Irish farmer and top restaurant team up for beekeeping project
In Myrtleville, Co Cork, Mark Riordan has come up with a novel way of operating the beehives that he keeps on his family farm.
Mark's background is in tech, but as part of a master’s degree in organic horticulture at UCC, he wrote a thesis on commercial beekeeping and genetics, and became hooked.
“I had been keeping bees myself for five years and worked with a bee breeder helping to breed queen bees,” he says. “After I completed the thesis, I had surplus bees. I’d been involved in community-supported agriculture projects such as the allotments in Myrtleville, and I wanted to apply the same principles to the bee realm.”
And so Hive Mind — “We keep the hives, you keep the honey” — was born.
Mark set about getting his hives sponsored by different companies and individuals. In exchange for an annual fee — currently around €300 per hive, and customers can sign up for one-third of a hive — he manages the hive and, at harvest time, the sponsor gets the honey. The price works out at about €7.50 per jar.
Currently, Mark has around 50 hives and, after a few bad winters, is focused on increasing this number. The good summer will help the process, and yields are likely to be high this year.
“Many of my corporate customers have got involved in sponsoring hives through their CSR programmes; I had corporate greening in mind when I started out. One of our biggest corporate customers is Airbnb; the company uses the honey in its canteens.”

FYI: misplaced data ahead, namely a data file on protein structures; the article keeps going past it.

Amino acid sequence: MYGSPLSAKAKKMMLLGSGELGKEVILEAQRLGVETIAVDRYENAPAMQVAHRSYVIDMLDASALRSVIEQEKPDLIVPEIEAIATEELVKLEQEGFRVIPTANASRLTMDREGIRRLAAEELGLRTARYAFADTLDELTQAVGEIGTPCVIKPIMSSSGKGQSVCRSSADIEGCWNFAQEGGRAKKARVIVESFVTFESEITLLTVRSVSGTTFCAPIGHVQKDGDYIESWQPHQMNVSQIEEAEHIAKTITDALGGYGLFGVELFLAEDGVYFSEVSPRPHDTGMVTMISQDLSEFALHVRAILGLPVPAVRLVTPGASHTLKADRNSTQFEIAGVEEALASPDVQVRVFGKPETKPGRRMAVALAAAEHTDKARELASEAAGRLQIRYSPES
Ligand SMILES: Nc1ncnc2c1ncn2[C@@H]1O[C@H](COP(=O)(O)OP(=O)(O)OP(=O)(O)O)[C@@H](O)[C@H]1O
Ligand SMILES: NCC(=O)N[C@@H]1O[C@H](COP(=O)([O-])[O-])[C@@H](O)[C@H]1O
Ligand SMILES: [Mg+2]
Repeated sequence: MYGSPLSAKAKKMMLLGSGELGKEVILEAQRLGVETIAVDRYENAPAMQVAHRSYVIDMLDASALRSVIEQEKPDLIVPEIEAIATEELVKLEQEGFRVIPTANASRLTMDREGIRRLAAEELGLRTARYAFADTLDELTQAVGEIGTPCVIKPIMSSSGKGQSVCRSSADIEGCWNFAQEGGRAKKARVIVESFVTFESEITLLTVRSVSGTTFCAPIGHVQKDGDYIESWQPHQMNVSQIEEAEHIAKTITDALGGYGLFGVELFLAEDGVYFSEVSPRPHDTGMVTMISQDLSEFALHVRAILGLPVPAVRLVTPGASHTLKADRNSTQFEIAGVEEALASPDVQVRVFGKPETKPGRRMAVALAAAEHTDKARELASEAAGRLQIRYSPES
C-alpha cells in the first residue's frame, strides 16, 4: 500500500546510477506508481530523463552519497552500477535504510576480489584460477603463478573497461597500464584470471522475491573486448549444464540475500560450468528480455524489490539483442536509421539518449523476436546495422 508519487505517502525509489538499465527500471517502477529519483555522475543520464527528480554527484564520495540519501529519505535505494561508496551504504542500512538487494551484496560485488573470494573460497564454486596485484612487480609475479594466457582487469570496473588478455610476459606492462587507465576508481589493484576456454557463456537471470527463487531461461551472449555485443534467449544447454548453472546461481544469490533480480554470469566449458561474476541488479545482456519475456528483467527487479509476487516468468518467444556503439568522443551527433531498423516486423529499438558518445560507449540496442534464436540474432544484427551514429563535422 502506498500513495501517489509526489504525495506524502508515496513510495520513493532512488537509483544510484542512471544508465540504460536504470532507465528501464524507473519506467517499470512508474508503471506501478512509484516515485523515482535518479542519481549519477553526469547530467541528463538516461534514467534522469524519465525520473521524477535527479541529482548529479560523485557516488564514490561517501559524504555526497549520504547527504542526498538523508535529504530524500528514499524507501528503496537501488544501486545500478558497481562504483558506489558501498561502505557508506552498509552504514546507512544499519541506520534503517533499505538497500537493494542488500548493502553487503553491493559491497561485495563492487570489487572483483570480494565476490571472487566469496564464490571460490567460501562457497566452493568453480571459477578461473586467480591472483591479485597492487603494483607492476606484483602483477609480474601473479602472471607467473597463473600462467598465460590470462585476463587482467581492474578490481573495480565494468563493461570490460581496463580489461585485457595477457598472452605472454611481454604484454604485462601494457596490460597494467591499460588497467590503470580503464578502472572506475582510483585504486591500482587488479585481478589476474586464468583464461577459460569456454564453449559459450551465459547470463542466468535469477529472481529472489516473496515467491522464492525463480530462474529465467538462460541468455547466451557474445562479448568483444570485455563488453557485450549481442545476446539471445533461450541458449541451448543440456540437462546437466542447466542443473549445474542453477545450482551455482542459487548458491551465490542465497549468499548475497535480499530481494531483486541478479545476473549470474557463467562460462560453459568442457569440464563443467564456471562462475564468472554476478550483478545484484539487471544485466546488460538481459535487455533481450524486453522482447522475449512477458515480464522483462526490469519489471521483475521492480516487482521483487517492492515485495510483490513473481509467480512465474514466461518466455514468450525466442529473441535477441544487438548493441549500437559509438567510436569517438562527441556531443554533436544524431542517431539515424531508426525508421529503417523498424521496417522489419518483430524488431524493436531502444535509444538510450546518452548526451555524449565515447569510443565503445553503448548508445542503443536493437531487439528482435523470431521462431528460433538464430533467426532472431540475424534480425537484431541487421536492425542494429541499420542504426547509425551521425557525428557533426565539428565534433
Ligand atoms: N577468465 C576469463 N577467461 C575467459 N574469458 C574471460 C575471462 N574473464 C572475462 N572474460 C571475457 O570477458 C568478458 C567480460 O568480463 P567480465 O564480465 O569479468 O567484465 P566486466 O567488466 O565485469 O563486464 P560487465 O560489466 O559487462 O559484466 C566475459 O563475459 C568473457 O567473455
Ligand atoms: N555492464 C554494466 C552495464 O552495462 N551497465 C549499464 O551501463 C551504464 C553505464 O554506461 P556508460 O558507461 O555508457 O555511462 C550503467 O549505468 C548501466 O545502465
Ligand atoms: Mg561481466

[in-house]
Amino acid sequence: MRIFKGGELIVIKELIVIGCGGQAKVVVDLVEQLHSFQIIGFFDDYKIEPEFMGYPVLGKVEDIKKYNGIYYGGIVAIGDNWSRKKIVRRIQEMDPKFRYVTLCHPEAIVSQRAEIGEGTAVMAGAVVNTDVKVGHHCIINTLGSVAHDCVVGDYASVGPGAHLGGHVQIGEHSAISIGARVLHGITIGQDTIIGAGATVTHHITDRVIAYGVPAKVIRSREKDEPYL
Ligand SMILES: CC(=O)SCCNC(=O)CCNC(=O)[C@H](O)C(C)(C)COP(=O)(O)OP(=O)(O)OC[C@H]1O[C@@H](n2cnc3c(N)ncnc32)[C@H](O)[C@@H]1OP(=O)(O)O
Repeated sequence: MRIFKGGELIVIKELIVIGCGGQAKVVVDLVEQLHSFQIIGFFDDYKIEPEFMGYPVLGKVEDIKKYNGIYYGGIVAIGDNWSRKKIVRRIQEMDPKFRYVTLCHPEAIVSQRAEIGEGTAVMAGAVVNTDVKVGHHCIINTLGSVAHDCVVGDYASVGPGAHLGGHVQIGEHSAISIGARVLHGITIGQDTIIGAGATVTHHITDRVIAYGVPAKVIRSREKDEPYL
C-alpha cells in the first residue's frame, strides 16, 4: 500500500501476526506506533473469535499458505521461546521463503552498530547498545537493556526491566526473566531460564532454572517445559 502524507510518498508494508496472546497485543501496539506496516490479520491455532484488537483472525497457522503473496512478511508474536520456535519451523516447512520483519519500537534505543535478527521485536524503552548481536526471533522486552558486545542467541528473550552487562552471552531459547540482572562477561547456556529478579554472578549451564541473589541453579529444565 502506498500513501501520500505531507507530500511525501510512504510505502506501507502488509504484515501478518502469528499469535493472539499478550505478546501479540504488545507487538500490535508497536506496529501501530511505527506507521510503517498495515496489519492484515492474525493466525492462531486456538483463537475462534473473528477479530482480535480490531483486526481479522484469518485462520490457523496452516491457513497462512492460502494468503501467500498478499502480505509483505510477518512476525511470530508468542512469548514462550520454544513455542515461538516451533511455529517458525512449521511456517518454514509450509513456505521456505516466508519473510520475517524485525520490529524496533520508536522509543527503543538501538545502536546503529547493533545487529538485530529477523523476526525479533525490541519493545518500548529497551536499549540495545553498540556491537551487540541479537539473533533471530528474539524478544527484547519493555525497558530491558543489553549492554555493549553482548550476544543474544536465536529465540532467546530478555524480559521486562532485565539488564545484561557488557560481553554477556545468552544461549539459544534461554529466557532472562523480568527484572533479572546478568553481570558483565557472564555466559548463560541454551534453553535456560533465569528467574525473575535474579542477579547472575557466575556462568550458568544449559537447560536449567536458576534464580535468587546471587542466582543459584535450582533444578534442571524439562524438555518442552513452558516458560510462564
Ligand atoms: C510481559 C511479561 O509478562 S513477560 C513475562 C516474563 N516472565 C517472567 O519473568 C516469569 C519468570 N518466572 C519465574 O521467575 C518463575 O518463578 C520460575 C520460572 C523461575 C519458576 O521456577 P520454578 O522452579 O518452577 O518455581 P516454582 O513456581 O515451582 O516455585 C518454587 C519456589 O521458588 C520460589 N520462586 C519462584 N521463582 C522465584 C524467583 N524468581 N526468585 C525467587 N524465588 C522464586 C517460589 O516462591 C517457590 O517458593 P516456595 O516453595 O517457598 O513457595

Late last year, Aishling Moore, a chef at Elbow Lane in Cork, part of the Market Lane Group, spotted an Instagram post from Hive Mind and was intrigued.
“I thought that it sounded so cool,” she says. “I pitched the idea to Stephen Kehoe, who is our executive chef and the proprietor of Orso [another restaurant in the group]. He thought it was a great idea; Conrad [Howard, one of the owners] agreed and told me to get on with it!" she said.
"I got in touch with Mark and we met in January and agreed to sponsor three hives. Each one will give us around 15kg of honey. It’s not enough for all the requirements of the restaurants, so we’ll use it more as a component than an ingredient. We collected the first batch a few weeks ago.
" Each hive feeds from different meadows and they have distinct flavours — one is fennel; another tastes of blackberries. They are amazing."
“As a group, we are very big on sustainability and waste. We are very conscious of anything we throw out. Mark explained that it takes in the region of 12,000 flower trips to produce one teaspoon of honey.
"It puts it into perspective the way we want to use it. I’m working on developing other dishes and so are the chefs in the other restaurants.”
“Elbow Lane is ahead of the curve,” says Mark. “The cost of the honey works out at about €7.50 per jar. The honey is barely filtered, and we don’t heat it so it’s set rather than runny. Heating ruins the enzymatic nature of the honey.
"As it passes through the bee’s gut, the nectar picks up enzymes that are beneficial for human gut health.
"A foraging bee collects nectar, brings it back to the hive in its honey stomach and regurgitates it to another bee, which takes it into its own body before regurgitating it into a strategic position in the hive. As the water content is reduced, the honey is capped and will keep forever.”
Anyone interested in sponsoring a hive can fill out an expression-of-interest form on Hive Mind’s website, hivemind.ie; Mark expects to be in a position to take on additional sponsors later this year.
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